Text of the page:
UPDATE: The video surveillance research and testing firm IPVM reports, convincingly, that Athena Security faked some of the marketing content used to promote the fever detection technology described in the story below. IPVM showed that instead of using images of its own product, Athena lifted at least one image of a thermal camera system from the internet, doctoring it to depict a fever detection system. Athena also manufactured one of the customer testimonials used at its site, IPVM confirmed. Athena says the misrepresentations are the work of a third-party web marketing company that it has now fired. Still, as IPVM points out, it’s odd that Athena employees wouldn’t have noticed the dodgy content at their own company website.
IPVM also points out that it’s unusual for a surveillance tech company to be selling high-end thermal cameras and software via an e-commerce site with a “shopping cart,” which Athena continues to do. Athena CEO Lisa Falzone told Fast Company they took that approach so that customers wouldn’t have to wait for weeks to get the technology. IPVM demonstrated that the price of Athena’s “Coronavirus Detection System” shown on the website has risen from $3,900 as of March 17 to $8,900 on March 23. Athena CTO Chris Ciabarra says the price of the software-hardware solution can fluctuate with the prices and availability of the thermal cameras used.
With the U.S. lagging other countries in the distribution of coronavirus testing kits, health authorities have had to look to other means of detection, like the infrared ear thermometers used in some countries. And now one Austin-based company says its security cameras use thermal imaging and computer vision tech to detect people who have fever possibly related to the virus.
Unlike the thermometers, which work one person at a time and at close range, Athena Security‘s security camera detection system may be far better for scanning larger numbers of people in places like airports, grocery stores, hospitals, and voting locations.
The company’s thermal cameras are already in use at a coworking space in Austin, and will be deployed in some “large Fortune 500 companies” and some airports in the coming weeks, but Athena says it can’t divulge the names of those customers yet.
The cameras can detect the heat of 12 different places on the body with an accuracy of within a ½ degree, says Athena CEO Lisa Falzone. The company’s software, which works with high-grade, off-the-shelf security cameras, uses an AI model to zoom in on a subject’s inner eye, which is most reflective of the body’s actual temperature, she said.
The system uses AI to monitor numerous cameras at once, and automatically sends an alert to security personnel if it detects someone with a fever. It can do 1,000 temperature readings an hour, Falzone said. This is far faster than the current system being used in airports–the handheld temp readers–which have snarled lines at airports like Chicago’s O’Hare.
Athena originally made news in 2018 when it developed a security software to address another huge public safety issue–gun violence. The company introduced security camera technology that used computer vision to detect firearms as public fear over mass shootings hit a fever pitch. The gun detection system uses computer vision to detect firearm shapes within its view. If the firearm is concealed, the system must also compare the heat of a suspected weapon with the body surface near it, said Athena’s CTO Chris Ciabarra at the time.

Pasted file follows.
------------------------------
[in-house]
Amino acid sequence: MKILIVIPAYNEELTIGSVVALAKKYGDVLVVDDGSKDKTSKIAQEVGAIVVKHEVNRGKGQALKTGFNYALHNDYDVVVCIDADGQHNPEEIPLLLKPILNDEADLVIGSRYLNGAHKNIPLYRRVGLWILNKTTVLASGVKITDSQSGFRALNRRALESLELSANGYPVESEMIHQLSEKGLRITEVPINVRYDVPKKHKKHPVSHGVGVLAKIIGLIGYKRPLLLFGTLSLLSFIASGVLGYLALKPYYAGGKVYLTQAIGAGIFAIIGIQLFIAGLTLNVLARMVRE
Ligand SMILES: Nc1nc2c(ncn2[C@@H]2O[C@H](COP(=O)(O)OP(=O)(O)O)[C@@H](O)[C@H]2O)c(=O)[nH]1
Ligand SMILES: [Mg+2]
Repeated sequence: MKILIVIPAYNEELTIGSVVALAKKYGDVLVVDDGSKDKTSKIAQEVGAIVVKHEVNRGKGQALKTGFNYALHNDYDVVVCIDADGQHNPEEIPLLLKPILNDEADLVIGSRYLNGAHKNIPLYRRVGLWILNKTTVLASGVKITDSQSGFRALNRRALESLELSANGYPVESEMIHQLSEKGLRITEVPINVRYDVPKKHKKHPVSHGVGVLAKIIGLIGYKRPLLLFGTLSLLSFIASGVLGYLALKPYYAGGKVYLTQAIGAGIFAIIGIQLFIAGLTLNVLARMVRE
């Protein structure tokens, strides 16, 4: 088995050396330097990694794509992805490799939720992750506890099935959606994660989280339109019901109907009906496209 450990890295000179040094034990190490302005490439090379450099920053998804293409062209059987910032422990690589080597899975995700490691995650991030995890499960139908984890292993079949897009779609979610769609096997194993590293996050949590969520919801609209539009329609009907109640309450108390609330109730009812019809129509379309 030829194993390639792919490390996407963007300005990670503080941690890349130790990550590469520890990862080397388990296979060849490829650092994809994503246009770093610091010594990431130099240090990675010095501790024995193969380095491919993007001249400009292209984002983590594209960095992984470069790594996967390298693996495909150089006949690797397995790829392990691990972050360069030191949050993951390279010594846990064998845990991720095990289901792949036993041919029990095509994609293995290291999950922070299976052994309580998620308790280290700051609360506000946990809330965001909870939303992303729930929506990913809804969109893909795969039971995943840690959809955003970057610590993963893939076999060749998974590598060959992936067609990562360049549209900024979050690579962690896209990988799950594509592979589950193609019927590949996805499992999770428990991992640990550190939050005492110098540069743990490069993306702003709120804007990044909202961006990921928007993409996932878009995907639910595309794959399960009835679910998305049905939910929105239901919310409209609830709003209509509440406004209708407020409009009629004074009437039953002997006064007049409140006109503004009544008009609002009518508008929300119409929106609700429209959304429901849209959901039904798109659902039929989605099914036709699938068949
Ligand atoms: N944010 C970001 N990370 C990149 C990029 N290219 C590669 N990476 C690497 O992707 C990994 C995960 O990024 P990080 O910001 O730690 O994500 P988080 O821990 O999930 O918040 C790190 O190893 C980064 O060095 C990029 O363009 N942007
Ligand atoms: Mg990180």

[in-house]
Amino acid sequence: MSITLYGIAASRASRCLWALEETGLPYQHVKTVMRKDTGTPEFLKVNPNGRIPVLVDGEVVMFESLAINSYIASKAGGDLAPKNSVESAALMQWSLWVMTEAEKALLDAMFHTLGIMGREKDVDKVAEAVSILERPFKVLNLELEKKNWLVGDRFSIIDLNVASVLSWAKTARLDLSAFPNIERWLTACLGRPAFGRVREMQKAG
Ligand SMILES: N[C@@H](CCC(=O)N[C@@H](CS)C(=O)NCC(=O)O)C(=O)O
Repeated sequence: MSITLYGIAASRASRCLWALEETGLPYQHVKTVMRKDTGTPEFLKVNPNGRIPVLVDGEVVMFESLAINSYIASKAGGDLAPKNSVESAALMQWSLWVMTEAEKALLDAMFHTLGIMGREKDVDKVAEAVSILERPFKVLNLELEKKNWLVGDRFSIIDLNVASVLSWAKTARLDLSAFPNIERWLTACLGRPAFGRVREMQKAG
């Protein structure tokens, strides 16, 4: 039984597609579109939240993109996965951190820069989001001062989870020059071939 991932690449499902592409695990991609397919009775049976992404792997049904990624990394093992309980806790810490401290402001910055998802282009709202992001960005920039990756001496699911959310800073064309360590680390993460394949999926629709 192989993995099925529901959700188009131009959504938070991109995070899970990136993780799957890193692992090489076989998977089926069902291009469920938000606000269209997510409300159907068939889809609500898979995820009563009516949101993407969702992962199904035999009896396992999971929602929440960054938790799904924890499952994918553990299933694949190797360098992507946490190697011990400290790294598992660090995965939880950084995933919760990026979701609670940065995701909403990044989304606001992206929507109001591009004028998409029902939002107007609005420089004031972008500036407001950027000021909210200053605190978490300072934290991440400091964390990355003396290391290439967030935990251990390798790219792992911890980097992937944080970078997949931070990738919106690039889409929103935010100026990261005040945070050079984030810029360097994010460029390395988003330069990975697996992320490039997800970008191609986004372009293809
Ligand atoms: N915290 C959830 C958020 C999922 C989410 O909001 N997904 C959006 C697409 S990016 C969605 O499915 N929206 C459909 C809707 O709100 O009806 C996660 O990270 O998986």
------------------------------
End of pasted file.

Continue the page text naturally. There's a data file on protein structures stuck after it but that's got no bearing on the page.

When the novel coronavirus began to spread in China, Athena realized that it could use much of the same technology it developed for gun detection to detect people who might have contracted the virus. Falzone said detecting fever is actually easier than detecting guns because nothing is concealed.
The U.S. Air Force was already using Athena’s technology to detect guns within its bases and other facilities, Falzone said, but it’s now using the fever detection functionality as well.
“We see this more for places like airports, hospitals, military bases–places where you can’t go in if you have a fever because you may spread it to others,” she said.
Athena stresses that its system doesn’t record the faces of everybody who passes in front of the camera. The thermal camera doesn’t pick up on skin color. But it does record an image of the face of anyone who registers a fever. “We don’t like the word ‘surveillance,'” says Falzone.
Athena is encouraging its corporate customers to be upfront with employees that the temperature detection feature is being deployed. It’s advising its retail customers to post signs at the entrance stating that people with fever aren’t allowed in the store, and that a camera is being used to detect fever in people outside the door.
The U.S. government has reached out to the tech community for help in addressing the coronavirus outbreak. Some have speculated that Big Tech might redeem itself in the public’s eyes by lending its brain power and infrastructure to the coronavirus response.
We’ll have to see how that goes. But Athena Security, a small tech company located far from Silicon Valley, has quickly brought to market a cutting-edge technology that could play a crucial role in slowing the spread of the virus. Let’s hope we see more examples of that from tech companies big and small in the coming weeks and months.